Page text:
A rock in the current

He won’t be worried long: Although The Beast in Its Tracks is a breakup album, singer-songwriter-super-nice-guy Josh Ritter has already moved on to his happily ever after.

I believe that we, the listeners, best love those artists who tell us something about ourselves. About our humanness and our flaws, but also about our potential: the worth of our dreams. But rare is the musician who holds up that mirror while also letting us into his own world. Josh Ritter is the man in that mirror.

Ritter’s new record, The Beast in Its Tracks, is a breakup album, which is about as universal as it gets, though breakup albums also tend to be universally self-indulgent. Tracks, however, transcends most of the bitterness associated with that sort of event.

“When I started writing, they were angry, angry, angry songs,” he admits. But the tradition of the breakup album that didn’t sit well with him was, “Where it’s like someone’s torturing a raccoon.” So darker songs like “Nightmares” share space with the bittersweet but achingly lovely “Joy to You Baby.”

“I didn’t want to cherry pick the emotions,” says Ritter. Nor does he want to shy away from that intensity — sad or happy — in front of an audience. He describes a concert as singing to people, not for them: “I don’t want to be on stage to be different from everybody,” he says. “I want to be part of it. Maybe it’s the only way I can be part of a group without being painfully embarrassed.”

Anyone who’s ever watched Ritter perform (his boundless energy, his massive grin) would have a hard time imagining him as painfully embarrassed. But his felicity is underscored by realism: “I never felt like I was going to be the guy who was winning Grammy awards and being on the cover of Rolling Stone,” he says. “You have to have different hair than I do, and wear skinnier pants.”

But he’s OK with being himself — in fact, Ritter names Teddy Roosevelt (“Truly a weirdo who appreciated his weirdness”) as an inspiration. “I live in Williamsburg, in Brooklyn. The hippest place in the world. It’s very easy to start to second-guess what you do with all the music around and all the fashion and all that stuff,” he says.

Ritter describes his own sound as coming from a deep well of American music, from African-American composer Scott Joplin and New Orleans’ Storyville to country singer Merle Travis and vocalist and guitarist Odetta, from whom Ritter says he learned (indirectly) to finger pick. “I feel like everything becomes an influence at some point,” he says. “But I do think that by sticking to your guns and doing things if they feel right, hopefully you can be a rock in the current.”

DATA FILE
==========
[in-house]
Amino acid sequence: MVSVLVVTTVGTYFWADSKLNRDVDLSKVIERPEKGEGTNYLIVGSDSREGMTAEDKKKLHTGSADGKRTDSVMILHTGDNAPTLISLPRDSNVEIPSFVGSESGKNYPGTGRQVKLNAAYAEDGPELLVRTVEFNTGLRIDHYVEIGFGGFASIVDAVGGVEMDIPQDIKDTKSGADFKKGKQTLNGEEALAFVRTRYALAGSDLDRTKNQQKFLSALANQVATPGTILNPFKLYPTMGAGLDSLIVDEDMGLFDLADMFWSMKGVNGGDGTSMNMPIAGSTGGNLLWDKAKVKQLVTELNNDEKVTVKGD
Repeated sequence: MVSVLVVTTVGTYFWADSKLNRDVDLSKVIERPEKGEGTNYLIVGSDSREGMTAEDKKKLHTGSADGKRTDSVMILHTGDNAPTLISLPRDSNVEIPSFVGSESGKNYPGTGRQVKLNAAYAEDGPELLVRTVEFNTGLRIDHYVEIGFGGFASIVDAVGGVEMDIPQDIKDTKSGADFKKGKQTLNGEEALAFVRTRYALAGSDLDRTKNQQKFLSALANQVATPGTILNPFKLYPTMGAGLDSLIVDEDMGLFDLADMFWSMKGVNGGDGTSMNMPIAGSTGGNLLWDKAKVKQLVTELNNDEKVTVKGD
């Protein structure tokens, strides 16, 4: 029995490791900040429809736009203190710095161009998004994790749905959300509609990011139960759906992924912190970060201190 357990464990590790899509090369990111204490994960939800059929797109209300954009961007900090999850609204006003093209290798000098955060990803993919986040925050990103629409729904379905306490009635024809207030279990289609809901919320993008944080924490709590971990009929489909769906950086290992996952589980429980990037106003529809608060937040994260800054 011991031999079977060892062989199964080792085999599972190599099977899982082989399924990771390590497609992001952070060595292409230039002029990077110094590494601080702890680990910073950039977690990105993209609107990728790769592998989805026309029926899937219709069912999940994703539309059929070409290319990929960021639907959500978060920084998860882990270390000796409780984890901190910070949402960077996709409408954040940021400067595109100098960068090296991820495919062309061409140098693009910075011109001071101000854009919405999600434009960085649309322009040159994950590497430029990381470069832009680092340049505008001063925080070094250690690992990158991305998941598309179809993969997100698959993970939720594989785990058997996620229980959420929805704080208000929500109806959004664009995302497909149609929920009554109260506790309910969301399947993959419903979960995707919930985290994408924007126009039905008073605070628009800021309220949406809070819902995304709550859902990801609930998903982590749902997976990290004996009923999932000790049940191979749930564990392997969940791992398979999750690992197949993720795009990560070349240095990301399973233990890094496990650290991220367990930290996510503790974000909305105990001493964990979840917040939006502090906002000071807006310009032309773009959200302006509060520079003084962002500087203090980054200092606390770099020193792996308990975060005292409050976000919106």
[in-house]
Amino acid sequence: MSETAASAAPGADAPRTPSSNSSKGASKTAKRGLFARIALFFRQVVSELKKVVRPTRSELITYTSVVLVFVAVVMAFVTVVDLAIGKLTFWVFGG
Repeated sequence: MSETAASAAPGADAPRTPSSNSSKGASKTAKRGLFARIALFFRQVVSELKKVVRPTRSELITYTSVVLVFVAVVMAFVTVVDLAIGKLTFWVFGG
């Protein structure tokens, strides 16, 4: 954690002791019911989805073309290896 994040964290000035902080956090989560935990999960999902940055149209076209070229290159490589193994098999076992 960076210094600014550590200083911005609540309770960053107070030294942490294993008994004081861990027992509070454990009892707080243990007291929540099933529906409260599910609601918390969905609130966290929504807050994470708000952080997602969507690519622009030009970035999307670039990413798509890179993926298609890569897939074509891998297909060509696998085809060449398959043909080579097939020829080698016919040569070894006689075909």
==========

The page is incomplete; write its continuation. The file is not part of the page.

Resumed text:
The musician has not only found his voice as a songwriter, but as a novelist; he read from his debut, Bright’s Passage, at Malaprop’s in 2011. And he isn’t concerned with choosing one genre over the other, explaining that, art is a biological thing that comes out of us. “We’re biological, we’re messy. And that’s the stuff that’s usually the most entertaining and cool,” says Ritter. “I enjoy being around people, in general, in life, who are willing to take chances without being so precious about it.”

He continues, “Being on stage is like life. Stuff falls over, shit falls apart, words get forgotten. Things happen that aren’t expected and everybody rolls with it. The show isn’t over if I forget something, or if I should fall into the drum set. I need to see that when I see somebody else play because I need to know that my life is going to go on if something happens.”

Tracks hints at both what went wrong and also what went right. While creating that record, Ritter met novelist Haley Tanner, a remarkable woman who had lost her husband to cancer, a disease he’d fought for the duration of their relationship (“She’s been through her own share of hard times as well / and she’s learned how to tear out the heaven from hell,” Ritter sings on “Hopeful”). Tanner and Ritter seem well matched. Their creativity, their positivity and, now, a daughter named Beatrix.

“I do believe you should have the chance to have a family and not be like what you see in movies, being a musician on the road, all tortured,” says Ritter. “It seems like people make the best stuff when they’re happiest.”

— Alli Marshall can be reached at amarshall@mountainx.com.

who: Josh Ritter & the Royal City Band (The Felice Brothers open)
where: The Orange Peel
when: Monday, May 13 (8 p.m., $19 advance/$21 day of show. http://theorangepeel.net)

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About Alli Marshall
Alli Marshall is the arts section editor at Mountain Xpress. She's lived in Asheville for more than 20 years and loves live music, visual art, fiction and friendly dogs. Alli is the winner of the 2016 Thomas Wolfe Fiction Prize and the author of the novel "How to Talk to Rockstars," published by Logosophia Books. Follow me @alli_marshall

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